* Clear words are needed if an employer is to restrict the ordinary freedom of an employee who considers quitting his employment and setting up in competition with his former employer.
* Tunnard owed no fiduciary obligations in relation to the development of a preliminary concept for a new helmet and was not in any event in breach of any such obligation by seeking to raise funds for such a project while still in employment.
Teeth continue to bite the dust
Also available on BAILII is the Court of Appeal's most recent decision in the long-running saga of Halliburton Energy Services Inc v Smith International (North Sea) Inc and others  EWCA Civ 1715 (before Lords Justices Chadwick, Rix and Jacob, judgment delivered last Friday, 15 December). Thanks, Simon Haslam (Abel & Imray), spotting it.
This was Halliburton's appeal against the decision of Pumfrey J (here , noted by the IPKat here), that its patent for rotary cone drill bits was invalid for insufficiency. This patent, which concerned force balancing, was addressed to persons who wanted both to design and use simulation systems for drill bit design. The patent used a "rock bit computer model" in order to calculate the dynamics of a rotating bit. Halliburton's patent included claims for a method of designing a roller cone bit, calculating the axial forces acting on the bit and adjusting the design until the same axial force acted on each cutting structure when the bit was in operation, as well as for a drill bit in which the axial forces were so balanced. According to Pumfrey J the patent was void for insufficiency because the claims in effect required the addressee to go to the great effort of developing a computer model to carry out the claimed method. The background to the patent's specification mentioned a paper by one Ma, who had developed computer programs predicting and simulating patterns developed by roller cone bits. According to Halliburton the patent's inventive concept was that the motion of the cones and teeth of the bit should be modelled mathematically, as should the forces acting on the bit and its components, so that downward forces on each cone could be balanced as between the cones, implementation of that idea being essentially a matter of producing a usable computer simulation that, even if only approximate, was sufficiently accurate for practical purposes - or at least not so inaccurate as to be useless.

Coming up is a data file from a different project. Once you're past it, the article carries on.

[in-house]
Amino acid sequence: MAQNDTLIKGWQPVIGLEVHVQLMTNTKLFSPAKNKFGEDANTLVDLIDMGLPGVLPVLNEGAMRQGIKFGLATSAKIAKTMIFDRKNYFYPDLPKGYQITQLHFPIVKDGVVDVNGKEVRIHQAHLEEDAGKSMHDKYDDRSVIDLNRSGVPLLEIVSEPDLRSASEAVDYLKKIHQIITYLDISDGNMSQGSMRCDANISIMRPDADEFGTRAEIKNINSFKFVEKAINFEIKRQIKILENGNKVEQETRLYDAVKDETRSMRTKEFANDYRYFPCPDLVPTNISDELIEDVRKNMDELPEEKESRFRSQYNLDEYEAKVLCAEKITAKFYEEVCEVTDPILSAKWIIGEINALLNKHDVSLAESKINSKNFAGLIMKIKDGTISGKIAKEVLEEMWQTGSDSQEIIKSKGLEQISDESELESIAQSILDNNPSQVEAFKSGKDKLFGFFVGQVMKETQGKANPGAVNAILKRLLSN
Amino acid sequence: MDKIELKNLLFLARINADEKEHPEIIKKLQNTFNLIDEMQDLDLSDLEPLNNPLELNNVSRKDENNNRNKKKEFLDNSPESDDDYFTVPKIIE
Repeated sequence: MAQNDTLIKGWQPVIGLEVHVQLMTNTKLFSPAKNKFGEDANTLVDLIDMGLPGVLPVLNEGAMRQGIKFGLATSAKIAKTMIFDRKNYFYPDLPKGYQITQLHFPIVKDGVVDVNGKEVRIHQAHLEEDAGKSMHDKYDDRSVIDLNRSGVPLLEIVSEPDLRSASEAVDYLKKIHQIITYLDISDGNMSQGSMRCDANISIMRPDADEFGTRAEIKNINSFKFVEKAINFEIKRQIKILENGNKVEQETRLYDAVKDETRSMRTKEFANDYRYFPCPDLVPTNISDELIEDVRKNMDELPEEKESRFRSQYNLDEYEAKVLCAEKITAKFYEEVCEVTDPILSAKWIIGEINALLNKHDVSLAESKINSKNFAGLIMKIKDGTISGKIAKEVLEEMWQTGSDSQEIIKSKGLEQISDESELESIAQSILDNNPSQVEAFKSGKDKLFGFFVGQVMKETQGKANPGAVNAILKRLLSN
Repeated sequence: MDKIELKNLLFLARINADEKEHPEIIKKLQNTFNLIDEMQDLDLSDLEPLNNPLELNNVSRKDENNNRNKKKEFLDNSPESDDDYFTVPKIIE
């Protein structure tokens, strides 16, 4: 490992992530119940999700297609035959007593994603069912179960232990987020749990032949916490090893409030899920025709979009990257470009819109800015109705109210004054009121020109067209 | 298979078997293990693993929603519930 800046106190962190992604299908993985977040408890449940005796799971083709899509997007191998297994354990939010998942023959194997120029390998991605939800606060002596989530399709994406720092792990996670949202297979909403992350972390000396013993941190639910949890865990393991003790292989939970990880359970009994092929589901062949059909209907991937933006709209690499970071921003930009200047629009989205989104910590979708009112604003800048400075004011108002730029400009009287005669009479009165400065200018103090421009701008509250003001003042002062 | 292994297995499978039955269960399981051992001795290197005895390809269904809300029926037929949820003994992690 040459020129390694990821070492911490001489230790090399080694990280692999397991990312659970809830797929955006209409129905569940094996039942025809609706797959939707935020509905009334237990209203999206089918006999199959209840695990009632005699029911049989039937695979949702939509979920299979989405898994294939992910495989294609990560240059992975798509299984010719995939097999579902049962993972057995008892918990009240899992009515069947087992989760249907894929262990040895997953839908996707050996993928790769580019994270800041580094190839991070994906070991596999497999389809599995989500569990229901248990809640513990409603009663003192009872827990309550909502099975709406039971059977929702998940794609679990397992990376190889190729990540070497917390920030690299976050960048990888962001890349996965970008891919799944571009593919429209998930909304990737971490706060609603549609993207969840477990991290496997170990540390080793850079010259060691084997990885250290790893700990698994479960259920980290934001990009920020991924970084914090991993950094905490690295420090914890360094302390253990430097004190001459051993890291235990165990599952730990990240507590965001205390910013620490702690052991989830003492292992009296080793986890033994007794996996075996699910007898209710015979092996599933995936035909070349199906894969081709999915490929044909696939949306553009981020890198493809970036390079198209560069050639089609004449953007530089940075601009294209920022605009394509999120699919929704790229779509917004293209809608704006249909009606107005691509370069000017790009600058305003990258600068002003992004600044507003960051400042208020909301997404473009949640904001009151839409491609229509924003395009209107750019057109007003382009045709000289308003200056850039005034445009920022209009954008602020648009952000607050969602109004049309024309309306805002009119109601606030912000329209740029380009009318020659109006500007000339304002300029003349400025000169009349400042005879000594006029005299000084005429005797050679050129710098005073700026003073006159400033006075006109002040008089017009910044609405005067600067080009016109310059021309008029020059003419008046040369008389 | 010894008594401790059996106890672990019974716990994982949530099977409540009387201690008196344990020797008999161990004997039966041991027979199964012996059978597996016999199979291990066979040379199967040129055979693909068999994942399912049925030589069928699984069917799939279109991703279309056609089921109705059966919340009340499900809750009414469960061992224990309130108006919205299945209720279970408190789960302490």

The Court of Appeal dismissed Halliburton's appeal.
* The person (or in this case the team) skilled in the art would not have enough information to construct a kinematic model of the bit, showing how the various components moved in relation to one other. Simulation of the motion of the cones and the drill bit in such a way that the trajectory of the teeth could be followed would require a vast amount of work in both deriving and calculating the relevant equations. Even though those equations had been published by Ma, this was not part of the prior art and, even if they had been part of the prior art, the amount of work involved in the calculations was massive.Phew, that's a tough one to blog, says the IPKat, but the principle is sound. His basic rule is this - if it takes longer to work out how to go about putting the patent into effect than it takes to understand what it's about in the first place, it should be void for insufficiency. Merpel says, it's such a nice word, insufficiency, but I just don't seem to find it anywhere in the European Patent Convention ...
* If what was taught in the patent involved too much work to be reasonable, allowing for all the circumstances including the nature of the art, the patent could not be regarded as an enabling disclosure.